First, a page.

That was such a great segue and you didn’t even know it. Why are people doing this with their careers? One of them is their work conditions. There are a lot of places where we’ve got the email on our phones. It has turned from an eight-hour go-in-and-leave to a 24/7 job. It’s a long-term goals. A lot of places decided to bring their workers back in and people said, “I like it when I can work from home.” Think about that. Where you live and where I live are nothing like when I lived in California.

A place that’s 5 miles away is a 20-minute hellish commute every day. You literally pick that time back up. I remember one of the first people I talked to when COVID hit that wanted to start his own business was like, “I have two hours extra a day that I’m not on the freeway.” I said, “What are you doing with that?” He said, “I’m drinking.” Hopefully, he straightened that out. That’s the kind of thing people are looking at, “I have two hours of my life back.”

It’s way more than two hours. Let’s not kid. I don’t have the stats in front of me, but the data was we were never working a full eight hours in the office anyway. We were in the office for eight hours but we were not getting eight hours of productivity. Not only are we getting back that time that wasn’t productive, we were scrolling on social media, but now we’re able to do stuff with that time like laundry, clean your house, run to the grocery store, or do all that other stuff. For me, my guess is it’s not just two hours. My guess is it’s probably upwards of you’re getting a whole day back by being able to be at home and you’re being just as productive.

When I’m working at home every day, my washing machine is going, and I take a break between calls to fold. I have more time on the weekends to do what I want to do and set my hours. I don’t know about you but I’m a morning person, so I get up to work in the morning. I’m usually off by 2:00, 3:00 in the afternoon if I don’t have clients that are at a later time.

I’m the same way and it took me a while to get there. When I first became an entrepreneur, I still worked from 9:00 to 5:00. I was like, “What am I doing?” Even still, I moved some things around. I made another shift to my schedule to move my workout to the afternoon because that was wasting my most productive time where my brain is the sharpest. I’m not wasting it working out but I was like, “I should be in front of my computer working. I can get more done in an hour in the morning than I can get in 2:00 in the afternoon.” I shifted now to move my workout to that 3:00 time slot. It’s still an adjustment but I have that choice.

I do that depending on the season. We’re coming up on winter. I hate snow and you ask me why I live in Utah but now is when I will get to work early in the morning. My exercise has shifted to the afternoon when it’s a little bit warm enough to go outside and run or walk. There are a lot of things to it. One of the things that struck me on a call was a new business with inventory. We were having a conversation about the fact that everybody thinks entrepreneurship is super easy. It is not. There are ups and downs.

We were talking about Brian Smith’s book, I don’t know if you’ve ever read it, The Birth of a Brand. He’s the founder of UGG. If you read that book, you probably wouldn’t want to start your own business because it gets into the ups, the downs, the company losses, the inventory, and all that. How do we temper? How do we get all these people who’ve come from this corporate environment to understand that this is going to be the key to freedom but it’s not easy?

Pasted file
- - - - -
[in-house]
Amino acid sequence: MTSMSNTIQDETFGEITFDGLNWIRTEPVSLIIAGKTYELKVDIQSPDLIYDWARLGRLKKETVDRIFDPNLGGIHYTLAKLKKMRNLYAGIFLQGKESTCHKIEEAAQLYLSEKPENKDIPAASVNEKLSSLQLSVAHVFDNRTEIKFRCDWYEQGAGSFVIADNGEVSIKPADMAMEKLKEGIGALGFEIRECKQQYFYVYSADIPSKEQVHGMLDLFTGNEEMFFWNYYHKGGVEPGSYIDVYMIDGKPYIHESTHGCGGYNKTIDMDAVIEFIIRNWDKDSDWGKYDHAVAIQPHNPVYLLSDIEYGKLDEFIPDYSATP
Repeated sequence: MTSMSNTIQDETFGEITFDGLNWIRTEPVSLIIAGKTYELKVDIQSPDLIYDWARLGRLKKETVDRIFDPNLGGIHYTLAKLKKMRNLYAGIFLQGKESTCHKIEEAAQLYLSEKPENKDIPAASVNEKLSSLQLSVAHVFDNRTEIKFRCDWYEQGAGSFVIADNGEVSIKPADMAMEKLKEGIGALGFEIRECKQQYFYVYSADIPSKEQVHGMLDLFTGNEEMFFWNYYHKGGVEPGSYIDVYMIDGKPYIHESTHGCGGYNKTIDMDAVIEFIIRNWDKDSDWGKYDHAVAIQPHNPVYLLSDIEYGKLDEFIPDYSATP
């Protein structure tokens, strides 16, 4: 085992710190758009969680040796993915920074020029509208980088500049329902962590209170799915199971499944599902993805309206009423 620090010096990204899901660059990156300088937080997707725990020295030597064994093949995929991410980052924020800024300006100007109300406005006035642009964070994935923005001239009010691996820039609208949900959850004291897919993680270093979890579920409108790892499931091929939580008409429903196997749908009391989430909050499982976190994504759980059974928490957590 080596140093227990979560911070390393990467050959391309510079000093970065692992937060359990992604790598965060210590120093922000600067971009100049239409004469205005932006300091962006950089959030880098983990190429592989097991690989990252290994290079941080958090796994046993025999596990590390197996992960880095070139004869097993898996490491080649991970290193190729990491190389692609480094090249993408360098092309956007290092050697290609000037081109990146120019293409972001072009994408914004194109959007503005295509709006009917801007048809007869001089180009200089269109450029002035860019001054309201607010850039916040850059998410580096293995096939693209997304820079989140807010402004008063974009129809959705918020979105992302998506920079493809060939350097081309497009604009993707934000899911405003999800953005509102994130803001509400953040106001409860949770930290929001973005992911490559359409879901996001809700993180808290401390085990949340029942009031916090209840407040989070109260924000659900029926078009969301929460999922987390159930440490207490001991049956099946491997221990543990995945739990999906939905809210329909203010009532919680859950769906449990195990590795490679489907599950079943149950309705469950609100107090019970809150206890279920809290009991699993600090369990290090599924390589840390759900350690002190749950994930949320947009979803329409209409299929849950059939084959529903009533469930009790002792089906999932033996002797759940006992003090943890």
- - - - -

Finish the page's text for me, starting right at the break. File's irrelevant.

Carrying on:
I think if we keep talking about it. I have intentionally, in my marketing over the years, leaned into it that it’s not easy and it’s not for everyone. There are a lot of marketing messages that are like, “It’s so easy. Just show up. You can work a couple of hours. You can build a business from a beach in Bali. Do whatever you want.” To me, I lean into the idea that this is hard. It’s going to be some of the hardest stuff you will ever do but if you do it and stick to it.

PRP 173 | Great Resignation

Great Resignation: Some people start businesses not to be a part of the workforce but to have some control of their life.


Here’s another fun stat, right? We’ve got bajillions of people leaving the corporate world. The data tells us that only 2% of businesses make it to seven figures. I learn other stuff for few more businesses but only 12% of female-owned businesses make it to six, which means we got a whole lot of people working from home that didn’t make any money.

That is the piece and then there’s this whole pride issue of, “I don’t want to admit that I failed and all this other stuff.” There’s a whole lot in there. The reason that most people whose businesses are not successful aren’t successful is because they have underestimated the amount of work and then they take that to mean, “I’m not meant to do this.” They take the, “This is hard,” and all of a sudden, it means, “Maybe I’m not meant to be an entrepreneur.” We think, “It’s just hard for me because everybody else on Instagram says it’s really easy.”

That’s not true. That’s where the marketing has gone over the last couple of years with this. That instant gratification, six figures in six months, is not realistic for a sustainable business. I can’t tell you how many times that I cried, quit working for the day said, “I’m done. I’m going to get a job,” and then I woke up the next morning and it’s like, “New day, new way.” You have to be like that.

Again, we’re sold this like, “Everything is perfect all the time.” It’s not because you had those days as an employee too. I don’t know about you but I did. I cried in my office, on my way home, and I was like, “What the hell am I doing?” I threw things. I hated my life when I worked in Corporate America.

I didn’t hate it all.